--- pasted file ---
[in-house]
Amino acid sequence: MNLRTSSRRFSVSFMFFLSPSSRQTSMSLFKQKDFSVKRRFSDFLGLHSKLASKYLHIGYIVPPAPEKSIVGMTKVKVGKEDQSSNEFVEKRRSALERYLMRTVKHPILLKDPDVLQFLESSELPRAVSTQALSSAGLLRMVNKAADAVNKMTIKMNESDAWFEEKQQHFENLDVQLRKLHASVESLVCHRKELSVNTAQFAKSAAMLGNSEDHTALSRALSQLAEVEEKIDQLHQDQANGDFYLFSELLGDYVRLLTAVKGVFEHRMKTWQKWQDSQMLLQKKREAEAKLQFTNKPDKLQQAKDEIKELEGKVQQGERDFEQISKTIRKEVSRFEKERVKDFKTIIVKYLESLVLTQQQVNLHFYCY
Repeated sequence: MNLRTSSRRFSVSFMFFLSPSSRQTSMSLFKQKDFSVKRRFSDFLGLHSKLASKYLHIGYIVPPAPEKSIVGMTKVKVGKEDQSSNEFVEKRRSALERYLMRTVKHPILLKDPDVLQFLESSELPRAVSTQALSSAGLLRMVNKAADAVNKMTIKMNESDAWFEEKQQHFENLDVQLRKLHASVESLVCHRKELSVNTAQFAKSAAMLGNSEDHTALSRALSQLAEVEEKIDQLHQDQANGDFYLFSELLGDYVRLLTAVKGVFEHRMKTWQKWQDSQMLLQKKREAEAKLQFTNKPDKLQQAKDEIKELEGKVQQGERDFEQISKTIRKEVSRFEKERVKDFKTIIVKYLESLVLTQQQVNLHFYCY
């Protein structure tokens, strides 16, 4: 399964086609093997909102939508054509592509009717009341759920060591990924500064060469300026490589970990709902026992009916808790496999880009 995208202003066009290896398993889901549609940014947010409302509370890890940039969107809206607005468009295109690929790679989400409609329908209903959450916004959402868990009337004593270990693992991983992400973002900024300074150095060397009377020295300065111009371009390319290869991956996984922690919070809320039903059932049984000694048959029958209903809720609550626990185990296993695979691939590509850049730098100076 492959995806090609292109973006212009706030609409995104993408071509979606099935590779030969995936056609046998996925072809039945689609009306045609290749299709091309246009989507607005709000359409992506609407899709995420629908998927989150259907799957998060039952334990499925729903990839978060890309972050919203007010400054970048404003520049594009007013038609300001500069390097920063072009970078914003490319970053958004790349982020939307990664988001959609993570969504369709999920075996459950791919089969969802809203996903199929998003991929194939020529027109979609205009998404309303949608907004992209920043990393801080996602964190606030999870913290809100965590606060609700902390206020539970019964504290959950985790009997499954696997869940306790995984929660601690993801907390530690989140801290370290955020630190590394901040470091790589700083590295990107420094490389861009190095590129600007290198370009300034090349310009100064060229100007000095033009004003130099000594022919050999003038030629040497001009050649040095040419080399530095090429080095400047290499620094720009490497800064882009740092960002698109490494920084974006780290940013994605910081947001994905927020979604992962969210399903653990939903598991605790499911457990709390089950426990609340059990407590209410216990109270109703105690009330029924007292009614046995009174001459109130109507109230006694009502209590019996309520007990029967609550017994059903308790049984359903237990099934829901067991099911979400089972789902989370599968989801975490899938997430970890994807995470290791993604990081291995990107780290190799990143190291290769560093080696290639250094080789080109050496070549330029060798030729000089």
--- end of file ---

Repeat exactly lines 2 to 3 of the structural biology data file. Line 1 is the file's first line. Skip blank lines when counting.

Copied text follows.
Amino acid sequence: MNLRTSSRRFSVSFMFFLSPSSRQTSMSLFKQKDFSVKRRFSDFLGLHSKLASKYLHIGYIVPPAPEKSIVGMTKVKVGKEDQSSNEFVEKRRSALERYLMRTVKHPILLKDPDVLQFLESSELPRAVSTQALSSAGLLRMVNKAADAVNKMTIKMNESDAWFEEKQQHFENLDVQLRKLHASVESLVCHRKELSVNTAQFAKSAAMLGNSEDHTALSRALSQLAEVEEKIDQLHQDQANGDFYLFSELLGDYVRLLTAVKGVFEHRMKTWQKWQDSQMLLQKKREAEAKLQFTNKPDKLQQAKDEIKELEGKVQQGERDFEQISKTIRKEVSRFEKERVKDFKTIIVKYLESLVLTQQQVNLHFYCY
Repeated sequence: MNLRTSSRRFSVSFMFFLSPSSRQTSMSLFKQKDFSVKRRFSDFLGLHSKLASKYLHIGYIVPPAPEKSIVGMTKVKVGKEDQSSNEFVEKRRSALERYLMRTVKHPILLKDPDVLQFLESSELPRAVSTQALSSAGLLRMVNKAADAVNKMTIKMNESDAWFEEKQQHFENLDVQLRKLHASVESLVCHRKELSVNTAQFAKSAAMLGNSEDHTALSRALSQLAEVEEKIDQLHQDQANGDFYLFSELLGDYVRLLTAVKGVFEHRMKTWQKWQDSQMLLQKKREAEAKLQFTNKPDKLQQAKDEIKELEGKVQQGERDFEQISKTIRKEVSRFEKERVKDFKTIIVKYLESLVLTQQQVNLHFYCY